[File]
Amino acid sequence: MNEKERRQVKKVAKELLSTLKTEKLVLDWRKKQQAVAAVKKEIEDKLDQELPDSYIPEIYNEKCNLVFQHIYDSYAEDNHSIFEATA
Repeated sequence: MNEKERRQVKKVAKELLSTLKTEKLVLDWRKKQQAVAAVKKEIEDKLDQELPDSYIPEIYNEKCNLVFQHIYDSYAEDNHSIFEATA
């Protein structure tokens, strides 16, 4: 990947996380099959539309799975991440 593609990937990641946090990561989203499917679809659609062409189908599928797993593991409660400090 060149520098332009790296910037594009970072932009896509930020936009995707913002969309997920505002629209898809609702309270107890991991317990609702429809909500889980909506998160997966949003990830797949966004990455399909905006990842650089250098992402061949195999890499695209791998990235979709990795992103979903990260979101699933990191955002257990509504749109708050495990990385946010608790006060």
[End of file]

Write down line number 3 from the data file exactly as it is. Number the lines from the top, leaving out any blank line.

């Protein structure tokens, strides 16, 4: 990947996380099959539309799975991440 593609990937990641946090990561989203499917679809659609062409189908599928797993593991409660400090 060149520098332009790296910037594009970072932009896509930020936009995707913002969309997920505002629209898809609702309270107890991991317990609702429809909500889980909506998160997966949003990830797949966004990455399909905006990842650089250098992402061949195999890499695209791998990235979709990795992103979903990260979101699933990191955002257990509504749109708050495990990385946010608790006060």